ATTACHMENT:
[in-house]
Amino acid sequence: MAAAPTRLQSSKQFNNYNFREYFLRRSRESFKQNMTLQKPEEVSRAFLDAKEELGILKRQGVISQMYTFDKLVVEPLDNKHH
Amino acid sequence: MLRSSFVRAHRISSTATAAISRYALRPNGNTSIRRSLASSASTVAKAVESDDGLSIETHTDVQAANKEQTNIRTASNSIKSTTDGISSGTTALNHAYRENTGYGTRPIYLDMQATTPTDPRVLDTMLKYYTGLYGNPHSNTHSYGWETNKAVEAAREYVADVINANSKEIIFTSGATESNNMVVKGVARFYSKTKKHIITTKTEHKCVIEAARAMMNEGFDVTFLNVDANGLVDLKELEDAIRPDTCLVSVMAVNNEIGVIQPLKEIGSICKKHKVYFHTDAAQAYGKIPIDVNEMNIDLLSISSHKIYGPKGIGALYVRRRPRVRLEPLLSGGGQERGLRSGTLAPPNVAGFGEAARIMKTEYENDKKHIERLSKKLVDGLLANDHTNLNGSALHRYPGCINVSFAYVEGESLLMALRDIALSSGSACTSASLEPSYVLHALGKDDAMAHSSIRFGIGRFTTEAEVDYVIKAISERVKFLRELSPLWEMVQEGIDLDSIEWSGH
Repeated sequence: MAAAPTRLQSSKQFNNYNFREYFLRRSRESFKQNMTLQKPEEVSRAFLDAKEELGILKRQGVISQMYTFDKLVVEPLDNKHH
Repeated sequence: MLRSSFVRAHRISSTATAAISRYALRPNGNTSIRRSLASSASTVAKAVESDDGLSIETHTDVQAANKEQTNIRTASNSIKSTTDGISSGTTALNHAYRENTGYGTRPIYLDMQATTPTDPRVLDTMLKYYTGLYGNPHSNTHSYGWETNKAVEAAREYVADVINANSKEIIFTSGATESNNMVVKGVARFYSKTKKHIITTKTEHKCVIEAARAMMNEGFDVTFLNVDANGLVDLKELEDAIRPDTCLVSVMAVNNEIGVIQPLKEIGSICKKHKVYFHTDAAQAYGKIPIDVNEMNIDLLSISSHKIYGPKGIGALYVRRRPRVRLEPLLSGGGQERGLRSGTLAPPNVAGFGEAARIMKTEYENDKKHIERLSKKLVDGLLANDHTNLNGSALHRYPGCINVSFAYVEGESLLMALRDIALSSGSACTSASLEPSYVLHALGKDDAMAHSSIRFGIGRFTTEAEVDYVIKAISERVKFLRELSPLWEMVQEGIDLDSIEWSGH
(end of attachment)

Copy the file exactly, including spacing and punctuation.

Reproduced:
[in-house]
Amino acid sequence: MAAAPTRLQSSKQFNNYNFREYFLRRSRESFKQNMTLQKPEEVSRAFLDAKEELGILKRQGVISQMYTFDKLVVEPLDNKHH
Amino acid sequence: MLRSSFVRAHRISSTATAAISRYALRPNGNTSIRRSLASSASTVAKAVESDDGLSIETHTDVQAANKEQTNIRTASNSIKSTTDGISSGTTALNHAYRENTGYGTRPIYLDMQATTPTDPRVLDTMLKYYTGLYGNPHSNTHSYGWETNKAVEAAREYVADVINANSKEIIFTSGATESNNMVVKGVARFYSKTKKHIITTKTEHKCVIEAARAMMNEGFDVTFLNVDANGLVDLKELEDAIRPDTCLVSVMAVNNEIGVIQPLKEIGSICKKHKVYFHTDAAQAYGKIPIDVNEMNIDLLSISSHKIYGPKGIGALYVRRRPRVRLEPLLSGGGQERGLRSGTLAPPNVAGFGEAARIMKTEYENDKKHIERLSKKLVDGLLANDHTNLNGSALHRYPGCINVSFAYVEGESLLMALRDIALSSGSACTSASLEPSYVLHALGKDDAMAHSSIRFGIGRFTTEAEVDYVIKAISERVKFLRELSPLWEMVQEGIDLDSIEWSGH
Repeated sequence: MAAAPTRLQSSKQFNNYNFREYFLRRSRESFKQNMTLQKPEEVSRAFLDAKEELGILKRQGVISQMYTFDKLVVEPLDNKHH
Repeated sequence: MLRSSFVRAHRISSTATAAISRYALRPNGNTSIRRSLASSASTVAKAVESDDGLSIETHTDVQAANKEQTNIRTASNSIKSTTDGISSGTTALNHAYRENTGYGTRPIYLDMQATTPTDPRVLDTMLKYYTGLYGNPHSNTHSYGWETNKAVEAAREYVADVINANSKEIIFTSGATESNNMVVKGVARFYSKTKKHIITTKTEHKCVIEAARAMMNEGFDVTFLNVDANGLVDLKELEDAIRPDTCLVSVMAVNNEIGVIQPLKEIGSICKKHKVYFHTDAAQAYGKIPIDVNEMNIDLLSISSHKIYGPKGIGALYVRRRPRVRLEPLLSGGGQERGLRSGTLAPPNVAGFGEAARIMKTEYENDKKHIERLSKKLVDGLLANDHTNLNGSALHRYPGCINVSFAYVEGESLLMALRDIALSSGSACTSASLEPSYVLHALGKDDAMAHSSIRFGIGRFTTEAEVDYVIKAISERVKFLRELSPLWEMVQEGIDLDSIEWSGH